RECENTLY I visited Moenjodaro along with my family, one of the world’s heritage sites. The visit was a nightmare in terms of a choatic parking place, unhygienic eating outlets, and uncleaned toilets. But I am restricting myself not to comment on the environment of the site.

However, I intend to share an alarming encounter with readers. While I was buying tickets, I inquired from the ticket-seller about a guide. He directed me to the museum. I went there, and found none.

We started on our own. As we entered the site, a person came and introduced himself as the guide. We hired him. He provided information most politely. Before we departed, he concluded: “Up to now the experts are not sure about the cause of the site’s destruction.” We paid him the agreed remuneration, and he went on his way.

After some time, while we were resting there to catch our breath, the same guide appeared there along with another group. I was upset to overhear his concluding remarks: “It became a city of vices, so God destroyed it.”

I inquired from him about his different versions. He told me that the tour time gives him a chance to know about the mindset of the visitors. If it is religious, then he tells them that the cause of the destruction was vice. However, if the group falls in the opposite category, then he ends the tour with a rational conclusion.

He went on to say that he hailed from a nearby village and after having “some business negotiation with the site officials”, he is allowed to work there as a guide.

The whole narration shocked me as to how business interests are compelling individuals, officials or private, to conceal facts and promote myths.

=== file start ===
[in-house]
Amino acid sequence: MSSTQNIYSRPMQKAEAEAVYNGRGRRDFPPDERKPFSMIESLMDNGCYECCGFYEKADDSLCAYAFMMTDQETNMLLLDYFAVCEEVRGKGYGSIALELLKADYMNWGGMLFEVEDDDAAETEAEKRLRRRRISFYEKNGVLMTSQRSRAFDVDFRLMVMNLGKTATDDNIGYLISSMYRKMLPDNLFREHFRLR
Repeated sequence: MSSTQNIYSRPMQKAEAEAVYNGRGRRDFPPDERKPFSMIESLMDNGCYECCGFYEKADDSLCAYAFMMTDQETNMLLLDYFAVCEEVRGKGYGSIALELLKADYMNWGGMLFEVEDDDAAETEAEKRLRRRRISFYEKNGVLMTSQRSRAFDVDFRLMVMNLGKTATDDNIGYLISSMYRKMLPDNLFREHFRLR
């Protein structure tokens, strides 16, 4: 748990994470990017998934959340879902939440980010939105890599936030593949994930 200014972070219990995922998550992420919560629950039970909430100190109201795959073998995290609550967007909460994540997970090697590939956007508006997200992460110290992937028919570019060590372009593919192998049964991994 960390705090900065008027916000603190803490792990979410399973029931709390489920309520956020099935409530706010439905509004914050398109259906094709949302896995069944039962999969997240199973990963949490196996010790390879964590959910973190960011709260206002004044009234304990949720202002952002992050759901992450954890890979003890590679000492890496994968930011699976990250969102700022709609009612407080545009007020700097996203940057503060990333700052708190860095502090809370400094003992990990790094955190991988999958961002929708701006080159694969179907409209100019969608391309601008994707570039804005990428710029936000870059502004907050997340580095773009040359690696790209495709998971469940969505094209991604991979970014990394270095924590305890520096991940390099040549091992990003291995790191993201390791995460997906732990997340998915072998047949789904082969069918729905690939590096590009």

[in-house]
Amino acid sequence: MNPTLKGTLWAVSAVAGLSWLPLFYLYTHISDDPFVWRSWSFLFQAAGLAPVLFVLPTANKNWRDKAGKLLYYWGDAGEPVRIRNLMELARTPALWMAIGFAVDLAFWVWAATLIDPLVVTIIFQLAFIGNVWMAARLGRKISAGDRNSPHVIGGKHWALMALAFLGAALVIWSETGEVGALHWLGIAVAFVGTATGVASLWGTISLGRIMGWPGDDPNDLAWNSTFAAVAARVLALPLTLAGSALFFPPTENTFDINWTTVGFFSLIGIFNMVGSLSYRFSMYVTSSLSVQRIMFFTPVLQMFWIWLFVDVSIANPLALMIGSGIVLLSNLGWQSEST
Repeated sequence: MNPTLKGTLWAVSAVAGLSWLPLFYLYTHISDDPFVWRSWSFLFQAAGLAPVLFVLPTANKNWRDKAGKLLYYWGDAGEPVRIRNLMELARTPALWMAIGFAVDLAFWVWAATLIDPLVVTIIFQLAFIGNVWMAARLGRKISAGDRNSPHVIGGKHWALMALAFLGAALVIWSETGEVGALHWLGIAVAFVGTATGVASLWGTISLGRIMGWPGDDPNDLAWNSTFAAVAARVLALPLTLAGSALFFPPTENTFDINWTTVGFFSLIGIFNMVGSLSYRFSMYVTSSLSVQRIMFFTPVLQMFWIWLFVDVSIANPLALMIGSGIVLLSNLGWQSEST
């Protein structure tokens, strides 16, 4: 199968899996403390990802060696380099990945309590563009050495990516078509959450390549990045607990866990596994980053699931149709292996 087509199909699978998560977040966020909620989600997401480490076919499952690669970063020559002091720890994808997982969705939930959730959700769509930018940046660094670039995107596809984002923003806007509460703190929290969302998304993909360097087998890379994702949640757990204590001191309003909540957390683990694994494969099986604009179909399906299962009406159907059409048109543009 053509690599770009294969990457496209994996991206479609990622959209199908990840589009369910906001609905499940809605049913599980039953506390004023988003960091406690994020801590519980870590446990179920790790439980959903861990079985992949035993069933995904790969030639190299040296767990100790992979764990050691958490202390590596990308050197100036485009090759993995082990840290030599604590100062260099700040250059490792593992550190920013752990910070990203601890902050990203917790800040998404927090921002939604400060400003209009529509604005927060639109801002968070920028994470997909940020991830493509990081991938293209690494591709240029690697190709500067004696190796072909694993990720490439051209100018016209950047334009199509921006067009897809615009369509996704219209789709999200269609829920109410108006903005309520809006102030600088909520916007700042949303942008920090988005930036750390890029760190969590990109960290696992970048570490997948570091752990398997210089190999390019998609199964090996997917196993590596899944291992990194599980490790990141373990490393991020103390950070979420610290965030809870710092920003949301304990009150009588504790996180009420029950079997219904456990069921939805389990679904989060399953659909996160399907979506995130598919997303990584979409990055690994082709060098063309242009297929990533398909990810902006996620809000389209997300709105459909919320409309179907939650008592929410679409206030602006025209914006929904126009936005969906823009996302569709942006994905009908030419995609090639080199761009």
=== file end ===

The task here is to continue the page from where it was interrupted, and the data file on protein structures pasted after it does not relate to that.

The Department of Culture, Sindh, should be more vigilant regarding the various interpretations about the ruins. If proper measures are taken, then it would educate the visitors to understand the science of archaeology rather than to believe in myths.

ZAFFAR JUNEJO Dadu

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Comments (10)

Sceptic
January 11, 2013 6:54 pm
@Ahmed You made a prophetic statement. I doubt if people will understand you. But thubs up for a great insight.
Almanar
January 10, 2013 8:58 pm
It's funny. You say something against Pakistan you get tons of thumbs ups. You generalize the same thing, you get thumbs downs.
Edwardian
January 10, 2013 11:18 am
@Anon. I had a glimpse of Taj Mahal's guided tour in Slum Dog Millionaire.
Cynical
January 10, 2013 12:53 pm
In most part of the third world you will find the same story.
Fidaly
January 10, 2013 4:25 pm
Why are you shocked this is Pakistan where lies galore. Atleast the guide didn't say that the Mohenjodaro was an Islamic Paradise
Anon
January 10, 2013 4:11 am
lol what do you expect? This is pakistan.
umesh bhagwat
January 10, 2013 10:25 pm
A nation which does not preserve its past has no future!
Kris
January 10, 2013 4:34 pm
I visited the site in early 60's. Living there during that period and talking about our heritage with our people, I found that our culture did not value our heritage. The site I used to read in our books was spelled as "Mohan jo Daro". Then it changed to "Moenjodaro" which means the place of dead. We should make up our mind, is it Mohan Jo Daro or Moenjodaro? We are rich with our heritage all our our country. We should respect, preserve, protect and save our heritage sites for our children and the world to learn from our history. We should also encourage atmosphere and development to promote tourism of our heritage sites.
Ahmed
January 11, 2013 2:40 am
The guide is to be commended for his common sense and honesty. Two virtues that have been increasingly replaced by a false rendering of Islam in Pakistan.
Imran Ahsan
January 10, 2013 4:04 pm
With his religious conclusion Pakistan is soon to become Moenjodoro.
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